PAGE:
By Lucy Costa, Advocate with the Empowerment Council
I support the Ontario Human Rights Commission (OHRC) policy and in fact, I support any and all avenues that discuss the rights of people with psychiatric disabilities and/or addictions – whether via the Ontario Human Rights Code or the Charter of Rights and Freedoms, the Accessibility for Ontarians with Disabilities Act or the CAMH Bill of Client Rights (pdf).
- Rights processes unsettle the status quo, they defeat denial by challenging powerful institutions or practices that entrench prejudice or inequality even in well-meaning individuals and organizations.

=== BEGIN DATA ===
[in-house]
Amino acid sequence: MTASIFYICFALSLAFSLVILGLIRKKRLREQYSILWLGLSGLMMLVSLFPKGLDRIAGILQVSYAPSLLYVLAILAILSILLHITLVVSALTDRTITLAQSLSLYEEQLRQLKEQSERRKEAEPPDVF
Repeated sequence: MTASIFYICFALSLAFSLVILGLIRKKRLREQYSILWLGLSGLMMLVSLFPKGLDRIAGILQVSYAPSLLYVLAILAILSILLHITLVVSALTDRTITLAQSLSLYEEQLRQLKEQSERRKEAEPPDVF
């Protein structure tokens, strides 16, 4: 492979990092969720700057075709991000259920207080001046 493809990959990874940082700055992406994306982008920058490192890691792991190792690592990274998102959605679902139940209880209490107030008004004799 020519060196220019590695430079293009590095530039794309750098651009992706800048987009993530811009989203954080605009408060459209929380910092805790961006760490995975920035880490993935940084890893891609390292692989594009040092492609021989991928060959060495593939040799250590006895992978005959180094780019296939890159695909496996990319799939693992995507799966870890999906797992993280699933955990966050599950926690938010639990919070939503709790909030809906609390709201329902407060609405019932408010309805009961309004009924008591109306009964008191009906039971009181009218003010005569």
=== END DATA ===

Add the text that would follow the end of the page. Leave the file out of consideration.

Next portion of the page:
- The principle that one cannot be more or less human than any another member of our society is the most unprecedented act of love and equality we can all aspire to.
As limited as legal instruments may be, I believe we shouldn’t succumb to a buffet of opposing arguments for example, that rights are a “hollow hope” or, that rights “have gone too far” in protecting clients from needed treatment. This only succeeds in obscuring the significance and meaning of dialogue that can occur through tribunals, lower and higher courts particularly for people who are otherwise rendered voiceless.